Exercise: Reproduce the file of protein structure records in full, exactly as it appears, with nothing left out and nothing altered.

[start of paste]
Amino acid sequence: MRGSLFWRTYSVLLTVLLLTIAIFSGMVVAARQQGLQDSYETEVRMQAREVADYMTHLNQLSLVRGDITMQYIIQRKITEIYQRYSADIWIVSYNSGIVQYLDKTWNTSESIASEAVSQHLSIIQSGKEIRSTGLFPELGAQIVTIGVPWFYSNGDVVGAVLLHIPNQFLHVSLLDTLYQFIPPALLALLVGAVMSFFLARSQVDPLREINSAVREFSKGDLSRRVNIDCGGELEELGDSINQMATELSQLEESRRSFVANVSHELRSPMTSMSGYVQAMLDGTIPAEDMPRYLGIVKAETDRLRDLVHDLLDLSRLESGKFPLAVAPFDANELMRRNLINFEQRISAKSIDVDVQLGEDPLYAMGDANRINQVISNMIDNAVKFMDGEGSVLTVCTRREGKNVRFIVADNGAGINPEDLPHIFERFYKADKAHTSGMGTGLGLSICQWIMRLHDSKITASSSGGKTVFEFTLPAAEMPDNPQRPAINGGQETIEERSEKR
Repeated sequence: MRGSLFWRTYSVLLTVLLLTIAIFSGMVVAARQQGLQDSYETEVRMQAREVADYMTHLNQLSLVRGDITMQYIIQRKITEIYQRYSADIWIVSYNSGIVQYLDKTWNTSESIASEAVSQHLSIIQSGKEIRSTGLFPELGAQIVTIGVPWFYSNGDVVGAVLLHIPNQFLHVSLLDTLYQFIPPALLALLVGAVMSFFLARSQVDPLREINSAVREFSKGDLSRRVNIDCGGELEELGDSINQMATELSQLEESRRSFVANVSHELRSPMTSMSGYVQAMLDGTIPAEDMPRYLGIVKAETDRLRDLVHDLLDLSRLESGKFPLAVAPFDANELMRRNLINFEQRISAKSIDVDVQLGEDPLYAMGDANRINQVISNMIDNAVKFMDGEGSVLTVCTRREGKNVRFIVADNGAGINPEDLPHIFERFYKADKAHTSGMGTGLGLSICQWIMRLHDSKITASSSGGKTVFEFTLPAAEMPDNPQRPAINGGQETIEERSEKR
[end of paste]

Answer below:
Amino acid sequence: MRGSLFWRTYSVLLTVLLLTIAIFSGMVVAARQQGLQDSYETEVRMQAREVADYMTHLNQLSLVRGDITMQYIIQRKITEIYQRYSADIWIVSYNSGIVQYLDKTWNTSESIASEAVSQHLSIIQSGKEIRSTGLFPELGAQIVTIGVPWFYSNGDVVGAVLLHIPNQFLHVSLLDTLYQFIPPALLALLVGAVMSFFLARSQVDPLREINSAVREFSKGDLSRRVNIDCGGELEELGDSINQMATELSQLEESRRSFVANVSHELRSPMTSMSGYVQAMLDGTIPAEDMPRYLGIVKAETDRLRDLVHDLLDLSRLESGKFPLAVAPFDANELMRRNLINFEQRISAKSIDVDVQLGEDPLYAMGDANRINQVISNMIDNAVKFMDGEGSVLTVCTRREGKNVRFIVADNGAGINPEDLPHIFERFYKADKAHTSGMGTGLGLSICQWIMRLHDSKITASSSGGKTVFEFTLPAAEMPDNPQRPAINGGQETIEERSEKR
Repeated sequence: MRGSLFWRTYSVLLTVLLLTIAIFSGMVVAARQQGLQDSYETEVRMQAREVADYMTHLNQLSLVRGDITMQYIIQRKITEIYQRYSADIWIVSYNSGIVQYLDKTWNTSESIASEAVSQHLSIIQSGKEIRSTGLFPELGAQIVTIGVPWFYSNGDVVGAVLLHIPNQFLHVSLLDTLYQFIPPALLALLVGAVMSFFLARSQVDPLREINSAVREFSKGDLSRRVNIDCGGELEELGDSINQMATELSQLEESRRSFVANVSHELRSPMTSMSGYVQAMLDGTIPAEDMPRYLGIVKAETDRLRDLVHDLLDLSRLESGKFPLAVAPFDANELMRRNLINFEQRISAKSIDVDVQLGEDPLYAMGDANRINQVISNMIDNAVKFMDGEGSVLTVCTRREGKNVRFIVADNGAGINPEDLPHIFERFYKADKAHTSGMGTGLGLSICQWIMRLHDSKITASSSGGKTVFEFTLPAAEMPDNPQRPAINGGQETIEERSEKR